- The Monument for the Dead represents the Martinican's who were killed in World Wars I and II.

- Place de la Savanne is a park with vendors who sell souvenirs as well as clothing and beach accessories.

- The Traditional Costumes Museum is outside of Fort-de-France and displays Christmas collectibles and traditional Martinique clothing.

- The Museum of History and Ethnography has a display of Creole jewelry, furnishings, musical instruments and clothing.

- The Pre-Columbian Museum has a display of "Arawak Indian" artifacts.

- The Fort-de-France Roman Catholic Cathedral that has been built entirely out of wood is another tourist attraction.

- The Victor Schoelcher Library, a glass and iron structure, was built in honor of a man who ended slavery on the island of Martinique. Victor Schoelcher donated over 10,000 of his personal books to this very library that today has more than 200,000 books. This library is designed in a "Baroque or Rococo Style" by the French architect Henri Piq. The library was physically moved to Martinique in 1893 from Paris, France.

Nightlife

The nightlife in Fort-de-France is quite lively and there are several soft jazz bars and piano bars. Many hotels offer late night discos and at the "Pointe-du-Bout" resort the nightlife is a lot of fun. Most of these nightspots are open from 9 PM to 3 AM in the morning! There are also a variety of dinner and dance shows that include talented and professional local musicians, dancers, and singers. There is also a very popular ballet performance by the Martinique Ballet. The island has two gambling casinos that charge entrance fees. These casinos have slot machines and offer blackjack, as well as French and American roulette. The legal gaming and drinking age on the island is 18. A valid passport or photo ID is required to get into all nightclubs.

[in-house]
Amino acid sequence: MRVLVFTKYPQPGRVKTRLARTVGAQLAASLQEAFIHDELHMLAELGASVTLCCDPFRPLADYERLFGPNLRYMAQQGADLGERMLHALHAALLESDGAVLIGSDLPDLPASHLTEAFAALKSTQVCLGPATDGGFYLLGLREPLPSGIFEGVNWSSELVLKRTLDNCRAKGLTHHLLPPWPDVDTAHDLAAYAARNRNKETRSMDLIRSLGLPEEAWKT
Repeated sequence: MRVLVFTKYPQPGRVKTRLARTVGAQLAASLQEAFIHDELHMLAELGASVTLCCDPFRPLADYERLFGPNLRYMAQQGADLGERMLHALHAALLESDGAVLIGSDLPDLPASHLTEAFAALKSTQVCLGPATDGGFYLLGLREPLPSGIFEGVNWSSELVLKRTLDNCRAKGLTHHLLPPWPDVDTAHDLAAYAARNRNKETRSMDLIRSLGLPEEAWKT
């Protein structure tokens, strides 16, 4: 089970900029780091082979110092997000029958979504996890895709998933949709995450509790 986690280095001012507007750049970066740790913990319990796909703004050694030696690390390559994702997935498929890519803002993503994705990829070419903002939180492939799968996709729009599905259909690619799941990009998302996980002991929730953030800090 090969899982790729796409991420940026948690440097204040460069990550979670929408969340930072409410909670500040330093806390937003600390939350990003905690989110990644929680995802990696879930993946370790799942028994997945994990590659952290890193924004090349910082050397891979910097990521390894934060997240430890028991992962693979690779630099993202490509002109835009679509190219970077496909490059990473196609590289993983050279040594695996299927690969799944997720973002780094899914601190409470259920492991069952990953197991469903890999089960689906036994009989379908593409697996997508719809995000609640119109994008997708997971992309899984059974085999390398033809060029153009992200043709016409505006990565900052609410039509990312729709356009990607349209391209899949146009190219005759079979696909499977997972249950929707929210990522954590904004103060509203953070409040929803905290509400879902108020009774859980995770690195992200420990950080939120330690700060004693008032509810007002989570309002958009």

Culture and Religion

The finest French products from Limoges and Chanel in France are available in Martinique and many young people from this island travel to France for their university education. The Creole language is a mix of English, Spanish, Portuguese, and African, and is a spoken, rather than written language. Many French tourists like to visit this island while on vacation, since the main language spoken in Martinique is French.

Hinduism is practiced in parts of Martinique although most of the population is Roman Catholic. In fact when the French painter Paul Gauguin, in 1887, visited Martinique, he became greatly inspired by the gestures and symbols of Hinduism he found there, and so Hinduism influenced many of the famous paintings he created when he lived in Tahiti.

Cuisine

The cuisine in Martinique is predominantly Creole, and local specialties combine spices from Africa with French cuisine to create exotic dishes. These dishes unite flavors found in both East Indian and Southeast Asian cuisine. Fresh seafood, shellfish and smoked or stuffed fish and land crab dishes are also specialties of the region. Various local rum drinks and imported French wines accompany these scrumptious meals that are mostly served in hotels and restaurants by the sea all over Martinique.